Maryland Horse Council
Insurance, Litigation, Liability Reform and the Effect on the Maryland Horse Industry
Insurance Problems and Explanations
During the 1980s, liability insurance for horse farms, boarding stables and other equine operations suddenly became extremely difficult to obtain, and to keep. Certain insurance companies even cancelled the coverage of long time customers with excellent claims and payment records, while others raised premium rates so high that insurance costs became an obstacle to survival.
Some stable operators continued in business without insurance (surely against the advice of their attorneys), while many others went out of business altogether. Liability insurance became the primary topic of concern among people in the horse business, and many predicted the end of all public boarding and riding stables in the U.S. because of this insurmountable insurance problem.
When brokers and agents were asked why premium rates were so high, and why so many companies seemed to be turning their backs on the horse insurance business, they answered what they understood and what they had been told: i.e. the problem was risk. Horses, by nature, are risky animals, and insurers were no longer willing to risk huge injury settlements by covering people unfamiliar with horses.
Yet, by itself, the mere riskiness of the horse industry cannot fully explain why so many insurance companies decided to stop insuring stables and farms in the 1980s. After all, the very definition of the insurance business is the calculation and assumption of risk, whether fire and casualty, auto, life and accident, health, malpractice, drought, or even earthquakes.
What impacts the insurance business even more than risk (premium-claims ratio) are changes in interest rates. Insurance companies tend to be major lenders—far more than borrowers—so when interest rates are high or rising, they do well. But when interest rates plummet, as they did in the late 1980s, insurance companies get nervous, especially about exposure in specialty, so-called “niche” markets. They either raise rates or get out entirely.
From an insurance-industry market standpoint, the horse industry is small and specialized, regardless of studies showing how big it is. Unless insuring horse operations is the core of their business, insurance companies will get rid of their specialized equine experts when cash flow gets tight. Obviously, when remaining firms see others getting out, they raise their premium rates enough to stay in the business.
Tort law involves civil actions for damages. When a driver of an automobile involved in an auto accident brings suit against the other driver involved in the accident for injury sustained and/or damages to the automobile, you have a tort case. Similarly, when a customer sues the coffee seller for injury sustained from a scalding hot cup of coffee, you have a tort case. It is in this area of tort law that huge settlements are awarded. Reform of tort law is not equine specific; rather, it is an issue affecting businesses, customer, land owners and the general public.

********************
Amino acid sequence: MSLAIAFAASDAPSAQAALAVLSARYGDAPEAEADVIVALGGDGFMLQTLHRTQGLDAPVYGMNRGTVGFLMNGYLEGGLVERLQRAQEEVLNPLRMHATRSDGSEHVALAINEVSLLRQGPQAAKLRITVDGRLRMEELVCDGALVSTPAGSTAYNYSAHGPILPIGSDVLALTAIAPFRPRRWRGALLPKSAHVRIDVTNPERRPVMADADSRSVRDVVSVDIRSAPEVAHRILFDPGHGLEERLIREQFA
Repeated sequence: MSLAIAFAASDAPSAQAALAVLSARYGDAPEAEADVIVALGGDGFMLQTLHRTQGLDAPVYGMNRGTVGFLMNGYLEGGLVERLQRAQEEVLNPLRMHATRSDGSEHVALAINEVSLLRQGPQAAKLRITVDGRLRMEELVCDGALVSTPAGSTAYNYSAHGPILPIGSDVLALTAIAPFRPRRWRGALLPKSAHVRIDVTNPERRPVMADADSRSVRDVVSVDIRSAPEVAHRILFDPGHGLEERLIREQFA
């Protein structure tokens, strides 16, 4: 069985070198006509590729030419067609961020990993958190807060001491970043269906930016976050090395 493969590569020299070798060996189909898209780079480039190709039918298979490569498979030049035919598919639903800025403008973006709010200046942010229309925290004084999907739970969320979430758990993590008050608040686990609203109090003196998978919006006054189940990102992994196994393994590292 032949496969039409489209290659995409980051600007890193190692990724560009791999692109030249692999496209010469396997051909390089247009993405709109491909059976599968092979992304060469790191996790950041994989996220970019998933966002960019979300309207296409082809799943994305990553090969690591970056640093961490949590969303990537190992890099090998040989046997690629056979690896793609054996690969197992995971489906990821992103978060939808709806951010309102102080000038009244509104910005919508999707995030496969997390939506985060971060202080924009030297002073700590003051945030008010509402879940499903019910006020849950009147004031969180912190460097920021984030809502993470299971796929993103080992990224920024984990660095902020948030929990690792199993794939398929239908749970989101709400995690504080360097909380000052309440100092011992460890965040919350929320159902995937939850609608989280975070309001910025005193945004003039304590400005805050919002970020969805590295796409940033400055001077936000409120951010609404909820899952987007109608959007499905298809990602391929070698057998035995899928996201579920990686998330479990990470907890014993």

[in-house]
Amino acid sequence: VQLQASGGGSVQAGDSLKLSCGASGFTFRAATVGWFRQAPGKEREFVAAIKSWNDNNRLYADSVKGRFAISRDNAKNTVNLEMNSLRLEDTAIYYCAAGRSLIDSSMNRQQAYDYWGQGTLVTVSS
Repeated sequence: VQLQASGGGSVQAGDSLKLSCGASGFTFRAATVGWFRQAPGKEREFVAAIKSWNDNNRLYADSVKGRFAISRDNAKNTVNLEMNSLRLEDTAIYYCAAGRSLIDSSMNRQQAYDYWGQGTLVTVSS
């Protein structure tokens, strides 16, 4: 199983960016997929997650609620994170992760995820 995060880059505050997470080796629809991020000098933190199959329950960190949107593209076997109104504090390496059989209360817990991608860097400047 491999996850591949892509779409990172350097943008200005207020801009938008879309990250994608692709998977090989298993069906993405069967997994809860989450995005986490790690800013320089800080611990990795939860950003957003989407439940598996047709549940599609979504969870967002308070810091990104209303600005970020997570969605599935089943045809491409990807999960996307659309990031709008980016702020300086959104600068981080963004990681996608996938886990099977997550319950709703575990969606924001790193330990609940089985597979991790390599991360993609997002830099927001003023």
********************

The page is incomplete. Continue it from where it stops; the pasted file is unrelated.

There is growing interest in addressing liability issues and the growing number of tort cases. A Maryland survey in 1994 showed that people were concerned about “too many lawsuits, too many lawsuits being filed frivolously, and damage awards that are too high.” It is a common sentiment among much of the population that “too many people are getting large damage awards they don’t deserve and too many people are being sued who don’t deserve it.”
Contributing to this perception is the fact that insurance companies will often settle claims, no matter how frivolous, out of court, in order to avoid trial costs. This unfortunately increases the perception by land and stable owners that they are in a precarious position.
Immunity & Limited Liability Laws For The Horse Industry
Many states now have passed equine immunity bills, also known as limited liability laws. These laws, in essence, a) define the basic nature of a horse, and b) establish that, as long as the operator of the facility complied with state requirements for signage, etc., his clients would be considered to have assumed the risk. It was theorized that if such laws eased the minds of actuaries, the subsequent entry (or re-entry) by firms into the horse-insurance market in states with these laws might then lead to competition and hence, lower premiums, and such laws might also reduce the number of lawsuits in those states. Neither of these have come to pass.
Why hasn’t such a bill been passed in Maryland, just in case it might help?
First, it is important to understand the conditions under which the courts assign negligence, and hence liability.